Physician Negotiations: Money Isn't Everything
Employers often make the mistake of assuming all physicians are motivated by money - that they can name their price and some practice will meet it. But compensation isn’t the only bargaining chip employers have and it’s important to keep your offer nimble and focus on what makes your ideal candidate tick.
In our experience, we’ve found that physicians most often fall into one of these primary motivator categories: flexibility, advancement, benefits, and compensation.
Particularly for new physicians, there has been a clear trend in desire for work/life balance. Gone are the days where physicians assumed they’d work 80-100 hours per week. It’s typically easy to tell if a physician is motivated by schedule. Explore this and see how you can make your offer, regardless of salary, more attractive by offering as much flexibility as you can. We recently worked with a physician who wanted to join a family practice, but their hours started at 8:00am when her children went to school. By adjusting her start time to 8:30am, she was able to consider the opportunity and this practice edged out its competitors, who weren’t willing to make that adjustment. Be creative and flexible, and you’ll see that a little bit can go a long way.
Often times, smaller practices can’t compete with large healthcare systems in terms of salary. But they can highlight their ability to provide opportunities, whether that be learning a new skill, supervising mid-levels, or becoming a partner in the group. While large systems appear to offer more advancement, most physicians quickly find there are too many people competing for a limited number of positions. Add that to the abundant red tape and bureaucracy, and the idea of being a big fish in a small pond becomes very appealing. When you speak with a physician, make sure to ask what motivates them and where they hope to be in 3, 5, or 10 years. Then show them how you can offer fulfilling employment.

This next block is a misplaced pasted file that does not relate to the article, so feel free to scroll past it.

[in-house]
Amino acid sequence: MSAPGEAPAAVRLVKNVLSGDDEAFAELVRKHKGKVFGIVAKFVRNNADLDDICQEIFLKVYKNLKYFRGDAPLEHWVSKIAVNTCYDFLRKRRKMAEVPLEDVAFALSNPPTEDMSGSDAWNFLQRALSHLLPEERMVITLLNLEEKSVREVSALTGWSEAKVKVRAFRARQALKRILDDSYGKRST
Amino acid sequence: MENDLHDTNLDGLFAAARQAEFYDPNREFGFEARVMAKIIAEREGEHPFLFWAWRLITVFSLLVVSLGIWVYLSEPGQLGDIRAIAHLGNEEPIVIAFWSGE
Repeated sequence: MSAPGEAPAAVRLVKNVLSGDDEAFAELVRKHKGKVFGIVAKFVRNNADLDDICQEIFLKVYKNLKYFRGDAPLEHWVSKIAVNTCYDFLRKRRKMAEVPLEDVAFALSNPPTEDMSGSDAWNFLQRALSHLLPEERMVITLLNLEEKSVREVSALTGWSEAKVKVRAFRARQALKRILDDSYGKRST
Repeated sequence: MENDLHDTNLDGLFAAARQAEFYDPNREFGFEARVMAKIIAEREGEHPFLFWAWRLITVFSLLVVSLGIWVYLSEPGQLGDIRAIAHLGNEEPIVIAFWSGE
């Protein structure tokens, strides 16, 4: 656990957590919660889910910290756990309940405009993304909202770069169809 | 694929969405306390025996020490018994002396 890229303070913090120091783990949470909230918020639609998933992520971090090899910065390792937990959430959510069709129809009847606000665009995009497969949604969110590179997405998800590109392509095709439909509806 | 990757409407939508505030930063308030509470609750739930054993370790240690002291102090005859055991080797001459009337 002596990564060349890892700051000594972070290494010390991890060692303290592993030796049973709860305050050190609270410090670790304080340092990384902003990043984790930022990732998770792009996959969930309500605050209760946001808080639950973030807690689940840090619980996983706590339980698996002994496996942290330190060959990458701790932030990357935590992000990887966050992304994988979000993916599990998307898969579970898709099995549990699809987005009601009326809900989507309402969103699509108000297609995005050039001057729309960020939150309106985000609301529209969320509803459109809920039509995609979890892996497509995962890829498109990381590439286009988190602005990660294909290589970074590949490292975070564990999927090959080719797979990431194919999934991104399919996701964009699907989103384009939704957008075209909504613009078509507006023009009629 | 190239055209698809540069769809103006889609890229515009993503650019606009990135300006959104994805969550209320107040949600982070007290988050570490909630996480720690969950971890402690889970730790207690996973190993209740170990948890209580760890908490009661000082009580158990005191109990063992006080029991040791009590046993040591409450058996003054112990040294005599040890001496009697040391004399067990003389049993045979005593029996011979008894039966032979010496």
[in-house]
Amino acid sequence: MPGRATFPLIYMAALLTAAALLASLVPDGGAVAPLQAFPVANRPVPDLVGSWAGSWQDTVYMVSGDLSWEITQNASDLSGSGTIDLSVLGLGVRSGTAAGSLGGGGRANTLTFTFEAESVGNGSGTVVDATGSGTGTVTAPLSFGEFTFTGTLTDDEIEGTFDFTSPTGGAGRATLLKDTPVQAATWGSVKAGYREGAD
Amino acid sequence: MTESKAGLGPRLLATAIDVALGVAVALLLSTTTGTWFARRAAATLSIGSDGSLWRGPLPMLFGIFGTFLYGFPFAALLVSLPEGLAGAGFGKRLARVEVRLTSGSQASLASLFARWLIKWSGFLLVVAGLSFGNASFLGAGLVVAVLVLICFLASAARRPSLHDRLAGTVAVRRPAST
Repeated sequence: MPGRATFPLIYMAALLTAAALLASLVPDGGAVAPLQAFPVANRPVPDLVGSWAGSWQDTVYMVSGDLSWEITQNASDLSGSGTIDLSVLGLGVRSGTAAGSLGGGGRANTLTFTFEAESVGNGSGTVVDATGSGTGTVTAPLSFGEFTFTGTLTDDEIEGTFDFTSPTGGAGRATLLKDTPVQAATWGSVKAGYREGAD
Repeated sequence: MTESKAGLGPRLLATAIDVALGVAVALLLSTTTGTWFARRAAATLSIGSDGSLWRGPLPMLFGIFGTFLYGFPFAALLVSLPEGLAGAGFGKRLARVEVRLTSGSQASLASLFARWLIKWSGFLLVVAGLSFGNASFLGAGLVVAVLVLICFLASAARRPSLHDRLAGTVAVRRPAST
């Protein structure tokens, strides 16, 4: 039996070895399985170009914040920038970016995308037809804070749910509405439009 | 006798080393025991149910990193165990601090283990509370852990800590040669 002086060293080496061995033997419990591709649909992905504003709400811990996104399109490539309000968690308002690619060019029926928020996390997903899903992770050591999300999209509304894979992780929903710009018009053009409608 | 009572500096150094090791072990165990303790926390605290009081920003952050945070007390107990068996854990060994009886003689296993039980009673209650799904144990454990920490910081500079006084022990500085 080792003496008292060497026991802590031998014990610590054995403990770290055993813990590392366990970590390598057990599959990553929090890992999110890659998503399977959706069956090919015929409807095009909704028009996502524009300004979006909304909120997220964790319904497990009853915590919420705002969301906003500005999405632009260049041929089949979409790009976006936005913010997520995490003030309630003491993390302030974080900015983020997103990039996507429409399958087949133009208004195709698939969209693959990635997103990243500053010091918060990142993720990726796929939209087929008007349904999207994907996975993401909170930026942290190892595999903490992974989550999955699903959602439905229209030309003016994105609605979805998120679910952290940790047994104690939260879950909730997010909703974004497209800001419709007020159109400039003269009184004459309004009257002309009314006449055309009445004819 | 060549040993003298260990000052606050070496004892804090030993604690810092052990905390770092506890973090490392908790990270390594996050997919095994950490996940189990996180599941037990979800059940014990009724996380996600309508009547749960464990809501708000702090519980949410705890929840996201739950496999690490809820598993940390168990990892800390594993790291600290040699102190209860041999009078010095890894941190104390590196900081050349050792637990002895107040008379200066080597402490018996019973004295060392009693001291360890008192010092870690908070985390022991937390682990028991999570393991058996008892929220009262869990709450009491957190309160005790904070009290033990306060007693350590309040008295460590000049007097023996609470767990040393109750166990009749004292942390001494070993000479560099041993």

Non-cash benefits are an important component for many physician job-seekers. Whenever possible, it’s best to keep your employment package flexible, so that you can respond to each physician’s needs. Some candidates won’t care so much about a CME allowance, but will highly value a generous vacation allotment. Some get excited about perks like a cell phone or iPad. Be aware of the questions they ask to figure out what’s important to them and respond accordingly.
And don’t get us wrong - for plenty of physicians, money does talk. You’ll find out pretty early on if you’re working with a money-motivated physician. They typically ask lots of questions about compensation, both now and for the future, as well as bonuses and other financial factors. For these candidates, it’s usually an “it is what it is” situation and your best bet is to be transparent about your salary range and ask them what their financial goals are - then do your best to show them how you can get them there (or as close as possible).
Our last piece of advice is to be open to candidates who seem too good to be true. Sometimes a physician’s experience may seem too big for the job at hand or they’re willing to take a salary cut that doesn’t make sense. Dig in and make sure there aren’t any skeletons in the closet - but if you don’t find any, be excited that you might have a great fit who’s only motivated by a desire to help others and work in the field of their choice! This does happen - so make sure to identify them and don’t let them get away.
Regardless of which motivators you find your candidate working with, stay as flexible as you possibly can to responding to them, and you’ll give yourself the best odds of getting your first-choice candidate.